I've got the P70AA-118C on pkg HP's from 2.5 ton thru 15 ton. Most all my applications are 3 phase, so i go with the pressure control, it works for me.
Add pictures here
<% if( /^image/.test(type) ){ %>
<% } %>
<%-name%>
Add image file
Upload

How speed control affects motors depends a lot on how it's done and proper application.
Frequency "chopping" is commonly used as a cheap substitute for full variable frequency, because it will slow motors from line frequency but not speed them up. They also usually cannot add torque at lower speeds, but can be used well in free-air fans or <50 % loads most of the time.
In any variable speed application I would always use a good quality ball-bearing motor.
On-off cycling will overheat motors more quickly than a well-applied variable speed setup because the windings are not subjected to starting in-rush nearly as often and it saves load-end bearing wear. Motors only overheat on VS if run faster than line frequency or in nutty winding-switcher applications.
Three phase variable speed drives have become so inexpensive that pairing one with a pressure or temperature sensor could make a lot of sense for a lot of reasons.
Hope this helps,
Jake
Add pictures here
<% if( /^image/.test(type) ){ %>
<% } %>
<%-name%>
Add image file
Upload

The starting in-rush is what I was referring too, Jake.
To Fish and others: The ICM is probably a 'chop' type then, correct? Does it read line temp or does one have to tap into the refrigerant?
Thanks
Rich
Add pictures here
<% if( /^image/.test(type) ){ %>
<% } %>
<%-name%>
Add image file
Upload

The starting in-rush is what I was referring too, Jake.
To Fish and others: The ICM is probably a 'chop' type then, correct? Does it read line temp or does one have to tap into the refrigerant?
Thanks
Rich
This is ReRe
I have a whole box of the Hoffmans that I'll sell you. The things would work great if not on a water chiller system. It does allow the head to drop a little too low for the chiller, but would work fine for an ac application. Has a jumper for HP or C only as well as a couple ranges for the variable fan speed, desired LL temp and sleeve or ball bearing fan motor bearings. We have been using the P-70AA-118C for years without much ado. We just wanted to be able to vary the fan speed as opposed to on / off. The Hoffman allowed the head to come up to 285 or so before it engaged the fan (note: we normally cycle or head between 275 -225) This allowed the probe on the LL to sense a warmer temp. (we shoot for 90 for R22) once the LL was warmed up (30 seconds or so) the fan speed would vary to maintain this temp regardless of the pressure. Most important part was phasing. You can order the control with or without an integrated transformer. I recommend going with the transformer... no need to phase it then. For those of you getting ready to ask about the phasing of a single phase condenser... what I mean is that the 2 poles for the control input power to the control must be phased in accordance to the output poles to the fan motor. If you get the controller with the transformer installed, you will have the correct phasing as you tap your power from the load side of the contactor as opposed to tapping your input t-stat wire for the 24 vac which may vary in phase.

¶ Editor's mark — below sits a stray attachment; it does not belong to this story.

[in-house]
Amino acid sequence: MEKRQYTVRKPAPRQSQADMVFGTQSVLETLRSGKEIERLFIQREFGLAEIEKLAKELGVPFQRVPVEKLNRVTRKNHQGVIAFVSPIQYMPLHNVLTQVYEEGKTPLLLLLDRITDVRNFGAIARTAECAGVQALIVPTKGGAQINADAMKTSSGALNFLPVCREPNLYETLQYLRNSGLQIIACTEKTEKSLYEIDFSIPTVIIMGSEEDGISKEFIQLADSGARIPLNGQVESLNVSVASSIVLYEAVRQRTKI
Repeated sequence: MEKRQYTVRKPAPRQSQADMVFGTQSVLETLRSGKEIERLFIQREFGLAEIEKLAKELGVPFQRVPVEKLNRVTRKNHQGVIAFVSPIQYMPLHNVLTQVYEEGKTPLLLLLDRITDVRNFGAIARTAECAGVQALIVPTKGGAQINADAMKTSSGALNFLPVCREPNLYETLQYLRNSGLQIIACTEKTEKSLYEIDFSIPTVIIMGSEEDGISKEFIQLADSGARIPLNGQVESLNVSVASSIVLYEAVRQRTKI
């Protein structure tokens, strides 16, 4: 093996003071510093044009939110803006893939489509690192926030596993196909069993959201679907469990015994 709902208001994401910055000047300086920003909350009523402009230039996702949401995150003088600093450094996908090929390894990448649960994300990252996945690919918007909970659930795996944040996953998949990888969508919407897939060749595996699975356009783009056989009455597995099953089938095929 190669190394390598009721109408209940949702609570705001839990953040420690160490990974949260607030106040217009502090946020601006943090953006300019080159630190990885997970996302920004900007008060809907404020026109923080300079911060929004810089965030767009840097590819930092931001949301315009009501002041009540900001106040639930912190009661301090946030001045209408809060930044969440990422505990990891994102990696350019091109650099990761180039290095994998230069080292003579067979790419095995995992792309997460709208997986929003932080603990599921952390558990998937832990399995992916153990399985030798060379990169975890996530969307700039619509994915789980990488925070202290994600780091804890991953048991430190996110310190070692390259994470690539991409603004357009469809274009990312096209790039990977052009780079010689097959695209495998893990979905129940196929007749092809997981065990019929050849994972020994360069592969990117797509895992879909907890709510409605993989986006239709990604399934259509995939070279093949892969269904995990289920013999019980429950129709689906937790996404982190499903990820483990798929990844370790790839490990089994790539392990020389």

BTW, Hoffman makes the Bayloam Kits for Trane for anyone who didn't know.
ReRe
Add pictures here
<% if( /^image/.test(type) ){ %>
<% } %>
<%-name%>
Add image file
Upload

Related Threads

    HomeOwnersHub.com is a website for homeowners and building and maintenance pros. It is not affiliated with any of the manufacturers or service providers discussed here. All logos and trade names are the property of their respective owners.